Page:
The garden is undoubtedly a place to rejuvenate psychologically and gardening can become a mindful ritual which forces our worried minds to become still and stay firmly rooted in the moment. Surrounded by beauty we can really concentrate on the now  so taking inpiration from nature and gardens. 

So considering the times we live in I thought I’d outline  some ideas how gardens can help us get through these testing times and take us from feeling blue– to feeling like you.

leonie-cornelius-jimi-blake-garden-design-huntigbrook3

Image courtesy of Huntingbrook Gardens by Richard Murphy

1. Make exciting plans for the future

The excitement that comes with making a plan for the future once the world will inevitably start moving normal again is not to be underestimated. I’ve started a list on my fridge which includes everything from inviting new friends to stay for a long weekend to fancy dress parties on my patio, a trip to my favourite hotel with my son to a surf trip in the sun and many, many more hugs. I also have a long list of gardens which I’ve been meaning to visit and never got around to or haven’t been to visit in far too long. Now is your chance to make that list and dream. 

Here’s my top 10 gardens on the list-some local, some national and some global!

  1. Lissadell House and Gardens in Sligo
  2. Ballymaloe House and gardens county Cork
  3. Kells Bay Gardens in Kerry
  4. http://www.huntingbrook.com in County Wicklow
  5. Kylemore Abbey Gardens in Galway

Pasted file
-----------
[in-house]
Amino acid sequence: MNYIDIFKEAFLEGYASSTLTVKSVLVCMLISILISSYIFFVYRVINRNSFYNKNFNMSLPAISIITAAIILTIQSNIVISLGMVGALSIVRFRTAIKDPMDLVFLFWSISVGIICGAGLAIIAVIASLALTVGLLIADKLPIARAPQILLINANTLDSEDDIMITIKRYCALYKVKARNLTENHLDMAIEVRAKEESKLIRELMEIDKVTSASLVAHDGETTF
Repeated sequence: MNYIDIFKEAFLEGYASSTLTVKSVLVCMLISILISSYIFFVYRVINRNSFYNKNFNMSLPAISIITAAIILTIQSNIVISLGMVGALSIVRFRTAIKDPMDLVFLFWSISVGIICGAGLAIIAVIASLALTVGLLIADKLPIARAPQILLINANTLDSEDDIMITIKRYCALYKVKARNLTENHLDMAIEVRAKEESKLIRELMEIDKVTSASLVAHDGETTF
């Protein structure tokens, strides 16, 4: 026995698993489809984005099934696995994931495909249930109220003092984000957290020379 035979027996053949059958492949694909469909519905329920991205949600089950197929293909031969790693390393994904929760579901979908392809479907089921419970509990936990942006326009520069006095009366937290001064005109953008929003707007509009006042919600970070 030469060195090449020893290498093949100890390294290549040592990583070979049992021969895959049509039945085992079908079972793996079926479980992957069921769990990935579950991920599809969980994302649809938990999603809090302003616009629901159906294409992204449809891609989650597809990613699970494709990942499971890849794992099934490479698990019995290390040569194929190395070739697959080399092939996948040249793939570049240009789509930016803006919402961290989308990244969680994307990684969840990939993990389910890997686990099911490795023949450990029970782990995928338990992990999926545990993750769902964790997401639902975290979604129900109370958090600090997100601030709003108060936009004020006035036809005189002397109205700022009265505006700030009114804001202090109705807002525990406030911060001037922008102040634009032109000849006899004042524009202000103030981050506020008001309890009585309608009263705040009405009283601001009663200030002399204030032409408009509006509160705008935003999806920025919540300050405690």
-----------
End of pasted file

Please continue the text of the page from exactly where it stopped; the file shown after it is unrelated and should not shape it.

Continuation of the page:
6. Patthana garden in County Wicklow
  7. June Blake’s Garden  in Wicklow
  8. The Eden Project in Cornwall 
  9. Tom Stuart Smith’s  Secret Garden, in Marrakesh
  10. Desert Botanical GardenPhoenix, Arizona, US
leonie-cornelius-colin-gillen-garden-design-californian-poppy2

Image by Colin Gillen

2. Plant some seeds

Audrey Hepburn said “To plant a garden is to believe in tomorrow”  and there is nothing like getting some seeds in the soil and watching the small plants emerge. Whether you’re 5 or 50, 10 or 100, planting seeds is the essence of hope and rejuvenation and it’s that feeling of success, gratitude and being rewarded at the end with something edible or beautiful which is hard to compare to anything else. 

Seeds For the kitchen garden

The Organic Centre in Leitrim for example has an online shop which is open for seeds and garden sundries and garden equipment.  The charities’ online shop has remained open in the midst of the crises and a skeleton group of staff and volunteers have been working heroically to meet an increased need. While the centre has had a huge demand on seeds and sold put of many, they now have more seeds going up online and this is constantly being updated. Customers can order and pay for transplants over the phone – and can arrange to pick them up or if they live in the region, they can talk to Centre staff about having their order delivered

The charity Irish Seed Savers Association in Scarriff, Co. Clare who grow, conserve, & distribute Irish organic vegetable seeds, grains and fruit trees had to temporarily close their online shop due to massive demand but will be back online on the 1st of May. www.irishseedsavers.ie

The Sligo based company quickcrop.ie run by Andrew Davidson is the place to go to if you’re interested in equipment and tools for growing kitchen gardens and everything you could possibly need to make it a reality. All about making vegetable growing easy and accessible whether you live- in the countryside or the city- the company has a limited stock available due to high demand but has new items going up every day so keep an eye on the website. The site is also an invaluable source of knowledge and information for those who love gowing food.

Seeds for arranging and border colour